The adaxial basil

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In learning to garden, I have tried to be more observant of my plants – to notice their wounds, their color, the way the leaves emerge.

This new sprig of basil is only a few mm across. I’m glad that I can see its surface – the adaxial – better with my camera than my eyes.

Here, you notice the pore-like structures. As I recall, this is why you water plants the way rain does, rather than only at the soil level – to keep those pores clean.

[Shot with the “new” macro lens]

A macro lens – from spare parts

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The surface of the nut shown here is about 3/4″ – that crack is less than a millimeter.

While reading about macro lenses and trying to decide what to buy, I saw a forum comment that you could put two 50mm lenses together (one of them reversed, attached front to front, by gluing old filters together) and get “amazing” resolution.

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It happens that I have two old 50mm’s (one f2, the other f1.7) and I scrounged up two old UV filters that fit them. Then I taped the filters together just to see how this contraption would work.

The results were astonishing.

I do love that old Pentax glass. My favorite lenses are 25+ years old.

To focus, I put the lens just an inch or so from the subject. I don’t use a macro rail or tripod – those are far too klunky, when working with such a tiny focal area. I have learned to hold my breath while shooting a series, moving a hair’s distance back for each shot. This means I delete 3/4 of the shots on the first edit, because the hair’s breadth I want is out of focus.

I’ve developed my technique from using a single 50mm lens with a reversing ring for the past several years (a number of examples are on this site, such as this one of a beech tree bud tip). The clarity of the shots with the “new” macro, though, is significantly better.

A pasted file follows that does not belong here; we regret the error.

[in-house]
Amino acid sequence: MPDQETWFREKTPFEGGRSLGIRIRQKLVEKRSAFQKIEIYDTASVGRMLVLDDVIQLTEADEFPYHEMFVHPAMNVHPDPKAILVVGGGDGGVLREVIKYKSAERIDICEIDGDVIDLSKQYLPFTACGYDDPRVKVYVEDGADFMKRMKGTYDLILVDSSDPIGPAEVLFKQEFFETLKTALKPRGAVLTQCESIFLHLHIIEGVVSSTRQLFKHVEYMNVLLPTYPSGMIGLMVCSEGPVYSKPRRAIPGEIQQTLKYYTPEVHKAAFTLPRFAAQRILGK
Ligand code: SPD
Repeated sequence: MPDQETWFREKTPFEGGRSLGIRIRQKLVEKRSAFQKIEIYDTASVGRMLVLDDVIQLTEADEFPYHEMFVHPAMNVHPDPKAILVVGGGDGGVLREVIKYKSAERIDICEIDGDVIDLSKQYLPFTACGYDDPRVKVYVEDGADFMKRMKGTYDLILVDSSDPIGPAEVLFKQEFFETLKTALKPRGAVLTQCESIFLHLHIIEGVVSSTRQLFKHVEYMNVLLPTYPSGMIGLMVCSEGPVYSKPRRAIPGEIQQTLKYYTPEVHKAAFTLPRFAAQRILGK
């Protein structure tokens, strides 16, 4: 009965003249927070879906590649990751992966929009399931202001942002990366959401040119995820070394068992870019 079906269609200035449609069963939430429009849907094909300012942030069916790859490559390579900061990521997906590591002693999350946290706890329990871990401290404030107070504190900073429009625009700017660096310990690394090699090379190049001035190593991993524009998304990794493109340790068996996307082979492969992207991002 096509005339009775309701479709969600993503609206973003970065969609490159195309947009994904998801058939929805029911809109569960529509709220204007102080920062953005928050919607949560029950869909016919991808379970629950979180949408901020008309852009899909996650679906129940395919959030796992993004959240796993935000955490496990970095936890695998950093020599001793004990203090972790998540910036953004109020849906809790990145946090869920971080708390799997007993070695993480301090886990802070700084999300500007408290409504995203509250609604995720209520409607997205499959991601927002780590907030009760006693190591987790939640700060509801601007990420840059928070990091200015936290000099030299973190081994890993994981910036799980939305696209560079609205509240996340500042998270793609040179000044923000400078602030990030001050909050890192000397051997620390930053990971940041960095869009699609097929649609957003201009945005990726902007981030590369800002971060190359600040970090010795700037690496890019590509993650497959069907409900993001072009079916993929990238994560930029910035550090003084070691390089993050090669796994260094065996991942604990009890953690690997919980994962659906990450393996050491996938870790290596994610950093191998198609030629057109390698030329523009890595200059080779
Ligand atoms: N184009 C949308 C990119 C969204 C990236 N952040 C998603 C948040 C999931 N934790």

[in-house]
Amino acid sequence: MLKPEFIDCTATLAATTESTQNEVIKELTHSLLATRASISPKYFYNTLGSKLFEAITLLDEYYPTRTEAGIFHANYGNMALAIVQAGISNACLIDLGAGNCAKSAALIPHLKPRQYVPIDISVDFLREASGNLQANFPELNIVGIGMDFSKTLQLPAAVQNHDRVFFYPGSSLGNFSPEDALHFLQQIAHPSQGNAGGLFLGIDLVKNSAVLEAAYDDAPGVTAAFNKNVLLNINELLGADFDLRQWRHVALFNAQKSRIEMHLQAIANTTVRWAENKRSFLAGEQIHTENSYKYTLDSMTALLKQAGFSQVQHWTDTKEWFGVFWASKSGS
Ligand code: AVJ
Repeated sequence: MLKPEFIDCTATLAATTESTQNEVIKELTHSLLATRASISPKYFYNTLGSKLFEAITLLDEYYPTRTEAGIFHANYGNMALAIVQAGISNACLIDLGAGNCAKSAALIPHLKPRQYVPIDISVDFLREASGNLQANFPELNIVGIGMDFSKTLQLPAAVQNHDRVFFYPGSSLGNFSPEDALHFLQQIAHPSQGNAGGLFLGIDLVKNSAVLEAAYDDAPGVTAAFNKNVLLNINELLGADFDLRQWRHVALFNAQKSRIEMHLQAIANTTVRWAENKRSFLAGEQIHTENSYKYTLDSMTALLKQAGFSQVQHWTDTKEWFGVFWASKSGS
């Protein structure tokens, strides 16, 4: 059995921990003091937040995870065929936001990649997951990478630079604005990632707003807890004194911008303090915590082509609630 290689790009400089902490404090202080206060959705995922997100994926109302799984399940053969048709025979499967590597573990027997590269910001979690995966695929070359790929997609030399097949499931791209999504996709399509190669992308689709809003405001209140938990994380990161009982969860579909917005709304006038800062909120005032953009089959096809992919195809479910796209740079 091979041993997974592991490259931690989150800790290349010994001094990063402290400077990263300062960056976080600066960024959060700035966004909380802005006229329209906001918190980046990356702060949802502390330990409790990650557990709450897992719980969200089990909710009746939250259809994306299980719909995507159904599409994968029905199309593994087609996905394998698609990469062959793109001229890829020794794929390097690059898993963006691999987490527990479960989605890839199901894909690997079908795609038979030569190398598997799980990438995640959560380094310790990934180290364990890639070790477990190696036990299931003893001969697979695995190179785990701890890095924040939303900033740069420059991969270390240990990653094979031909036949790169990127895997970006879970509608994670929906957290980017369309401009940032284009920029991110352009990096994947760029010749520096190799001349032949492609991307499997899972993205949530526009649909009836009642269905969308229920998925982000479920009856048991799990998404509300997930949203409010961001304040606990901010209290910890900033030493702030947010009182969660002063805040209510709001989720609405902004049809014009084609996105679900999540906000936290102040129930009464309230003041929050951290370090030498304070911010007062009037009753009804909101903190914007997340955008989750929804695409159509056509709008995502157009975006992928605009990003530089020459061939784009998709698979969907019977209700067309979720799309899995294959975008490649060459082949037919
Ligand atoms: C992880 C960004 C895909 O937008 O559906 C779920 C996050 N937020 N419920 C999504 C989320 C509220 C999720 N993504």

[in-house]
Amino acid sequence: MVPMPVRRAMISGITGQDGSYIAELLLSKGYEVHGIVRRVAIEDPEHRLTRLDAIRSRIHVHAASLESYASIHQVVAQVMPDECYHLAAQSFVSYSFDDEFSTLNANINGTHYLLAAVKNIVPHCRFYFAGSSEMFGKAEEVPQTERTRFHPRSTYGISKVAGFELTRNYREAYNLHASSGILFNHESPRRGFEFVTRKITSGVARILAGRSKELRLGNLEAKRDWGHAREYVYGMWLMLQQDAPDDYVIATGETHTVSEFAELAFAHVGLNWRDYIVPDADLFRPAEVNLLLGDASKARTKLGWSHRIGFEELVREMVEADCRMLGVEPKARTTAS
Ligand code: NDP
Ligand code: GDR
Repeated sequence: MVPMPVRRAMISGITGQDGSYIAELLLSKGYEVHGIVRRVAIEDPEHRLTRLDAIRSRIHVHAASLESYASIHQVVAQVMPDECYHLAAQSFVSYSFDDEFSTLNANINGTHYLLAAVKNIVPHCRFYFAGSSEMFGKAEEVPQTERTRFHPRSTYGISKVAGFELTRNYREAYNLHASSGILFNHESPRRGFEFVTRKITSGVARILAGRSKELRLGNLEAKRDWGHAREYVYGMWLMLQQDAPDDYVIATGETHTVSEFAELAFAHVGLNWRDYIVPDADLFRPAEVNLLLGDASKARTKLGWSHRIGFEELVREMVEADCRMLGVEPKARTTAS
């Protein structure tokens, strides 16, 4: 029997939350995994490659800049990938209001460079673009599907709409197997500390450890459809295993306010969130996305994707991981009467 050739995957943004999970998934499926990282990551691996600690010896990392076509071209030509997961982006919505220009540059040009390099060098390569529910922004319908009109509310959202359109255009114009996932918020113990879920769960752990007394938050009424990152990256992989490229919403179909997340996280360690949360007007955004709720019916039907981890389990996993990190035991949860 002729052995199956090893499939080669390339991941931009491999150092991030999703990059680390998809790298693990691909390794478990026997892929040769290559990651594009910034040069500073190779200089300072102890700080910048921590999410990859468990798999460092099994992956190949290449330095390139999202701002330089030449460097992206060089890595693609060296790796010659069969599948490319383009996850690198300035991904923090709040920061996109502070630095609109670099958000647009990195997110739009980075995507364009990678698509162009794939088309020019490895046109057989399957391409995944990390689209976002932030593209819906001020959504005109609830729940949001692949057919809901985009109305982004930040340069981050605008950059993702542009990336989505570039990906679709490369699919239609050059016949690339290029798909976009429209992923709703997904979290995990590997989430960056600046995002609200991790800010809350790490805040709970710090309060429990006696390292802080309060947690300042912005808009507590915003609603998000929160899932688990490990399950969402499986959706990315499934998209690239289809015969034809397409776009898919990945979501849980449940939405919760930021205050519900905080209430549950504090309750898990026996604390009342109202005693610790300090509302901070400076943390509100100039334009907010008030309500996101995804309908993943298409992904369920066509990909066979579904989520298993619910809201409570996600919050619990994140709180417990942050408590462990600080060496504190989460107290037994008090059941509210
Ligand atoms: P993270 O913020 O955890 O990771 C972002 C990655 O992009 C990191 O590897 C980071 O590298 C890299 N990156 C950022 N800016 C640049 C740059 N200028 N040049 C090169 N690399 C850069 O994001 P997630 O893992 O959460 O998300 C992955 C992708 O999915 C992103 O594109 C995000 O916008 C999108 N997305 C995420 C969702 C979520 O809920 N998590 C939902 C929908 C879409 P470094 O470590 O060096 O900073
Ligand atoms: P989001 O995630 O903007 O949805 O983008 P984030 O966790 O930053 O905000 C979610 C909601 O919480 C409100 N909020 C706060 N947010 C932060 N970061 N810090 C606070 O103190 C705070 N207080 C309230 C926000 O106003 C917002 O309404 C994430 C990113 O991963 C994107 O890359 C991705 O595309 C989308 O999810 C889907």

The depth of field constraint means most photographers wouldn’t give this macro combo a second look. Who wants to work with an area the width of a few hairs? But, to me, that is an ideal format for what I am trying to express – the finest point of attention, the smallest detail, the place where your heart breaks.

So I like that constraint, the way you appreciate the size of the canvas as a limit that releases your creativity.

More posts forthcoming to show the results of this lens.

Polaroid emulsion

Light and my skin reflecting off the surface of an all-black Polaroid.

I call these photos Polaroid self-portraits.

Before my father died, he gave me the family camera – the first camera I ever used. It’s a Polaroid 360 Land Camera, bought in 1969, when I was 10 years old.

The flash unit had quit years before, but Dad was pretty sure the camera still worked. I bought a couple packs of Fuji film for the Polaroid – and then the whole project sat in my closet for almost four years.

 

Last week, inspired by some experimental photos that I saw online, I decided to dig out the camera. Loading it and getting the film to pull out without jamming took me awhile. Then the first six photos I took with the color film were solid black. I finally figured out how to change the battery controlling the electric eye, and got a few shots. Nothing worth posting here, yet.

But, in trying to remember what it is that makes Polaroids special, I studied the film emulsion on those all-black shots.

Light and my skin reflecting off the surface of an all-black Polaroid.

Light and my skin reflecting off the surface of an all-black Polaroid.

As I began to turn and fold the print, bent light caught my skin tones, the camera body, the overhead lamp … and creased them into abstract shapes.

I got out my Pentax K10D and started shooting.